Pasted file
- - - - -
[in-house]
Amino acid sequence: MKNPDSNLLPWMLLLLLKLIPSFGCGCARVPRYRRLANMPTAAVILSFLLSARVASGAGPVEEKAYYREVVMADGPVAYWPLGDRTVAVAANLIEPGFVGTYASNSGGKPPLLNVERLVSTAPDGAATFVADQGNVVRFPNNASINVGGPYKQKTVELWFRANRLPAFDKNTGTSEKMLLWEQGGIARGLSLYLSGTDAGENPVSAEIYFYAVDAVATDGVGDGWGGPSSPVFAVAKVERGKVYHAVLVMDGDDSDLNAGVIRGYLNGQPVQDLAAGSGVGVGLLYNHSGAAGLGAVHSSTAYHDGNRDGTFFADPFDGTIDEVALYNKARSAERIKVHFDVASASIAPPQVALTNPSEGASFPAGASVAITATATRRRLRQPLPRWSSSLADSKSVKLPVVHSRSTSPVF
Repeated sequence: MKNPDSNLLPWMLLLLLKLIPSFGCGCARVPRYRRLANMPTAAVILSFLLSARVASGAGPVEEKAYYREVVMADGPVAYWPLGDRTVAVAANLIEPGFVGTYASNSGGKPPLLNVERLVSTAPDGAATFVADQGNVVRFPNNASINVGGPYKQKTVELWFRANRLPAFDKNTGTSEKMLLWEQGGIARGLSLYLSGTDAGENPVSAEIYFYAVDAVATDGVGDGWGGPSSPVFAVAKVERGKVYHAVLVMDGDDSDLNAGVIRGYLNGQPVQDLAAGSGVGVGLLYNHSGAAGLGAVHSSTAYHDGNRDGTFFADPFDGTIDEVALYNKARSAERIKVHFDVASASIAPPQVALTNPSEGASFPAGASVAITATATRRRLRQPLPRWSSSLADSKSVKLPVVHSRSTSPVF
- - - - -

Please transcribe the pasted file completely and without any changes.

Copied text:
[in-house]
Amino acid sequence: MKNPDSNLLPWMLLLLLKLIPSFGCGCARVPRYRRLANMPTAAVILSFLLSARVASGAGPVEEKAYYREVVMADGPVAYWPLGDRTVAVAANLIEPGFVGTYASNSGGKPPLLNVERLVSTAPDGAATFVADQGNVVRFPNNASINVGGPYKQKTVELWFRANRLPAFDKNTGTSEKMLLWEQGGIARGLSLYLSGTDAGENPVSAEIYFYAVDAVATDGVGDGWGGPSSPVFAVAKVERGKVYHAVLVMDGDDSDLNAGVIRGYLNGQPVQDLAAGSGVGVGLLYNHSGAAGLGAVHSSTAYHDGNRDGTFFADPFDGTIDEVALYNKARSAERIKVHFDVASASIAPPQVALTNPSEGASFPAGASVAITATATRRRLRQPLPRWSSSLADSKSVKLPVVHSRSTSPVF
Repeated sequence: MKNPDSNLLPWMLLLLLKLIPSFGCGCARVPRYRRLANMPTAAVILSFLLSARVASGAGPVEEKAYYREVVMADGPVAYWPLGDRTVAVAANLIEPGFVGTYASNSGGKPPLLNVERLVSTAPDGAATFVADQGNVVRFPNNASINVGGPYKQKTVELWFRANRLPAFDKNTGTSEKMLLWEQGGIARGLSLYLSGTDAGENPVSAEIYFYAVDAVATDGVGDGWGGPSSPVFAVAKVERGKVYHAVLVMDGDDSDLNAGVIRGYLNGQPVQDLAAGSGVGVGLLYNHSGAAGLGAVHSSTAYHDGNRDGTFFADPFDGTIDEVALYNKARSAERIKVHFDVASASIAPPQVALTNPSEGASFPAGASVAITATATRRRLRQPLPRWSSSLADSKSVKLPVVHSRSTSPVF